Ramirez was an All-Star starter this season and led the league in runs scored in 2008 with 125. He currently sports the leagues best average this season and is the face of the franchise presently and for the future.
He'll no doubt be one of the best shortstops ever the way he's career is headed.
Honorable mention: Alex Gonzalez, Edgar Renteria
Like several on this list, Lowell had a long tenure with the Marlins which he capped off with a World Series ring. He played with the club from 1999 to 2005.
The three-time All-Star while with the Marlins, Lowell hit a career-high 32 homers in 2003 when Florida won its second World Series. That was also a season he played in just 130 games.
He anchored the hot corner for almost 1,000 (981) games for the Marlins and is arguably one of their most recognized and popular players in history.
He had 143 homers and 578 RBI with the Marlins.
Honorable mention: Miguel Cabrera, Bobby Bonilla
Gary Sheffield has some golden years in Miami including 1996 when he smoked 42 home runs, knocked in 120, scored 118 runs, walked 142 times and batted .314. Somehow, he was only able to muster a sixth place finish in the MVP voting, however.
He again was a key component in 1997 when he scored 85 runs and hit 21 homers.
Sheffield was one of the first true stars to play in Florida and was a key part of the championship under manager Jim Leyland.
In his six years in Marlin teal, Sheffield hit 122 homers and batted .288. He walked 424 times against just 290 strikeouts.
This was no competition about who was going to take the right field spot.
Honorable mention: Mark Kotsay, Jeremy Hermida
Preston Wilson was a worthy opponent—as he had some very good years in south Florida—however I'm giving the nod to Pierre because of his speed, defense, table-setting abilities and one more thing.
He earned a World Series ring in Miami. That seems to be a common theme, doesn't it?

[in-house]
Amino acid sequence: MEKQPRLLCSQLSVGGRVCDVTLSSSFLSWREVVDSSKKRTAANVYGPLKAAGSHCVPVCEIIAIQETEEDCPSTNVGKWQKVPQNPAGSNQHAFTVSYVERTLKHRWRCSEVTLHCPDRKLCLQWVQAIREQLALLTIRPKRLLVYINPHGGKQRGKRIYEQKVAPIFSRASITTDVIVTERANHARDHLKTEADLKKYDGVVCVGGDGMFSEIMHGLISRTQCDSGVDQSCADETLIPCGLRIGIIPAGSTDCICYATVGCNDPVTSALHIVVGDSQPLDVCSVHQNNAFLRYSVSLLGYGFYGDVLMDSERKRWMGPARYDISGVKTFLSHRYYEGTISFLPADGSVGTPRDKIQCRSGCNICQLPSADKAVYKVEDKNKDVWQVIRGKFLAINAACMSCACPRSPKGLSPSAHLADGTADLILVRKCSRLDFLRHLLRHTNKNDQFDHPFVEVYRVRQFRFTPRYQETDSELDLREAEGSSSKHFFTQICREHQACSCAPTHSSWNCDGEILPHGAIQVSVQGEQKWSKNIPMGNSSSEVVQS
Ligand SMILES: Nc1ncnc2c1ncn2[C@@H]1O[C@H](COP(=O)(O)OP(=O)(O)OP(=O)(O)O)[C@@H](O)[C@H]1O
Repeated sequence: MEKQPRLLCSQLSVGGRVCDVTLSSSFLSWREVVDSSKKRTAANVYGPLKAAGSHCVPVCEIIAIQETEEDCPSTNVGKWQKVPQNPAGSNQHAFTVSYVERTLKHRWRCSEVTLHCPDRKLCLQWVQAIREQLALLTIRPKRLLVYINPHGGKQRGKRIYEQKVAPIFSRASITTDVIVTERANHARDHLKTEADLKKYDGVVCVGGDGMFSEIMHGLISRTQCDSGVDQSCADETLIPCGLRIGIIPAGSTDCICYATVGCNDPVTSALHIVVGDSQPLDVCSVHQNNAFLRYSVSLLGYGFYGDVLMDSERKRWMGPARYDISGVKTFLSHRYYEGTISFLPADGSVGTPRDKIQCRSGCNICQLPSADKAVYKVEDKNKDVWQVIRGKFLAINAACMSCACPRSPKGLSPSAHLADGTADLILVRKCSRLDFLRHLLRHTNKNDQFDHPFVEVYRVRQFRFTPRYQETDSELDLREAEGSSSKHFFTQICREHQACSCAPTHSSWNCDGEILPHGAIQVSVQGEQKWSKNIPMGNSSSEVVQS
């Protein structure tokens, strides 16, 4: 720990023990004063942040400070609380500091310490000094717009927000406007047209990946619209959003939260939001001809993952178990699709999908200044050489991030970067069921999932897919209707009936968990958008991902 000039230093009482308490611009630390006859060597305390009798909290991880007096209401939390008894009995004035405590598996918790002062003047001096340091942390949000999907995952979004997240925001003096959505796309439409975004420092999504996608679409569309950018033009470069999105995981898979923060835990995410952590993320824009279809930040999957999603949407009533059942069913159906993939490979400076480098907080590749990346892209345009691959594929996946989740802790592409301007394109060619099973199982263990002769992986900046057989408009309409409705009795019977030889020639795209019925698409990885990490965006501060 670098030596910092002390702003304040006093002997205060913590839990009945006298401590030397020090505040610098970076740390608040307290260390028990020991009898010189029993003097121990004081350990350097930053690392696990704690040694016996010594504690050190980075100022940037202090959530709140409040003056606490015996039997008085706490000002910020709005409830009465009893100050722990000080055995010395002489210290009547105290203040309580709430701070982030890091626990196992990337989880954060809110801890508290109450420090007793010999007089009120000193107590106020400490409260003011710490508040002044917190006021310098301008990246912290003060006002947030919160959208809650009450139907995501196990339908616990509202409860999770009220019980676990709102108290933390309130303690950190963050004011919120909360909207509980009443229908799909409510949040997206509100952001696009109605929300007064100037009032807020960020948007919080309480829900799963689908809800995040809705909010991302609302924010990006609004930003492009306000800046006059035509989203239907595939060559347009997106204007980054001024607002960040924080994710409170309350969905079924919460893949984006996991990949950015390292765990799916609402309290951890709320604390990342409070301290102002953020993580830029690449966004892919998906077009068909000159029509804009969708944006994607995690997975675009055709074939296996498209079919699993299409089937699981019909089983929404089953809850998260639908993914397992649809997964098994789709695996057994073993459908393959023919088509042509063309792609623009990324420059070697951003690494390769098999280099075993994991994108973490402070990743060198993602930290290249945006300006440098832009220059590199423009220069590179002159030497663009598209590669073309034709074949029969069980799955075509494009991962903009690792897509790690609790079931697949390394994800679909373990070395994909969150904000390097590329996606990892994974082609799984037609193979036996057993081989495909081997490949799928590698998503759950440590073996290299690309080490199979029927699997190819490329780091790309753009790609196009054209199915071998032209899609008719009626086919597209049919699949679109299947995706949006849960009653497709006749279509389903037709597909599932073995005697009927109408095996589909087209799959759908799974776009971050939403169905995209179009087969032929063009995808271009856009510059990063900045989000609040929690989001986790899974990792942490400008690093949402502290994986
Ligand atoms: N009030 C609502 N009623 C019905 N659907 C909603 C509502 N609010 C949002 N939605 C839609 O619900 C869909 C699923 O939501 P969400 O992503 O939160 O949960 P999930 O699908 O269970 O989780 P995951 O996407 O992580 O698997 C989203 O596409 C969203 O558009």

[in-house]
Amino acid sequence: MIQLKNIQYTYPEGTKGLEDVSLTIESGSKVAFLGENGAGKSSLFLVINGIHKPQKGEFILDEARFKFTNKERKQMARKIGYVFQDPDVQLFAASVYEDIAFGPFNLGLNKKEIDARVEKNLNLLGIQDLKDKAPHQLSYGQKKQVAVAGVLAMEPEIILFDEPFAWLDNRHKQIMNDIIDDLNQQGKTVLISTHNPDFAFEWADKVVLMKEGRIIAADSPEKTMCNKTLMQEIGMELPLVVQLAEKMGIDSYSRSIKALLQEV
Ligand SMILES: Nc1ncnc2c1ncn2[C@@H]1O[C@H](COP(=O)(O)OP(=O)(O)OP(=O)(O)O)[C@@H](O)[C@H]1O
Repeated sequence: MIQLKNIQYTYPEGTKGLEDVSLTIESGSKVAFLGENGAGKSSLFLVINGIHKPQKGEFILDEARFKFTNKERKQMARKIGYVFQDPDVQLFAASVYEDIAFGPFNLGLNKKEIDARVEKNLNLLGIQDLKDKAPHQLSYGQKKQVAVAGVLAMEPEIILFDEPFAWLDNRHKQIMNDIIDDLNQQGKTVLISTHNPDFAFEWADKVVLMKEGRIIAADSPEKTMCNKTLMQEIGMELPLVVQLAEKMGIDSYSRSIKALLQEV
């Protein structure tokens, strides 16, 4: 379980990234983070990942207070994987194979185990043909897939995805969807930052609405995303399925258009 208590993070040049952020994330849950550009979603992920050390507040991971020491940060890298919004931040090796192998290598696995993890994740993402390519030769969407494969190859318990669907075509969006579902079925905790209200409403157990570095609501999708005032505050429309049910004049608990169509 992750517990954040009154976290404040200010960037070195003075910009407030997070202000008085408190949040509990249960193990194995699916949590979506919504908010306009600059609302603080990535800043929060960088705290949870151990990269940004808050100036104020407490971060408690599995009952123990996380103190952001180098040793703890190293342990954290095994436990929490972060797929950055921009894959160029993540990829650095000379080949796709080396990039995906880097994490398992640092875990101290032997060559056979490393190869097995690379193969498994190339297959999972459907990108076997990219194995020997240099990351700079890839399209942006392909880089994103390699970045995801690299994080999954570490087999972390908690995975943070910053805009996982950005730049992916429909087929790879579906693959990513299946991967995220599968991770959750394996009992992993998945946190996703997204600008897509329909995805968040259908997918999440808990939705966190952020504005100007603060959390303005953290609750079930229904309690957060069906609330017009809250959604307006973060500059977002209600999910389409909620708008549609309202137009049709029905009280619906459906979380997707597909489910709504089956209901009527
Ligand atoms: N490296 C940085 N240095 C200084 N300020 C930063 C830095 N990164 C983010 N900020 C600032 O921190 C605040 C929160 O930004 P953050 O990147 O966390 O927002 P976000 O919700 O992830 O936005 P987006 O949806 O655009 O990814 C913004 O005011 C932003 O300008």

Pierre had some memorable years as a Marlin. He played three seasons with the Fish, and played in all 162 regular season games every single year. Talk about being durable and consistent.
He led the league in plate appearances twice and hits one time in 2004 (221). He also had 65 stolen bases in 2003 when they won the World Series.
His 12 triples led the league in 2004 as well. He even finished in 10th in the MVP voting in 2003.
He only played three seasons with the Marlins, but he made them count.
Honorable mention: Preston Wilson, Devon White
This was perhaps the hardest position to determine but I couldn't possibly leave Miguel Cabrera off the starting team. He was one of the main reasons they won the World Series in 2003 and even though he finished his Marlin career at third base, he played the majority of his time in the outfield.
Fan favorite Jeff Conine and Cliff Floyd easily could have made the starting spot, but Cabrera's sheer prowess put him in front.
Cabrera came up at the age of 20 with the Marlins and helped them by hitting four homers in the post-season in the title run in 2003.
Overall, he played five seasons in Miami hitting 30 home runs three times and knocking in 110 RBI four times. He was a lifetime .313 hitter for the Marlins. He also made the All-Star team four times.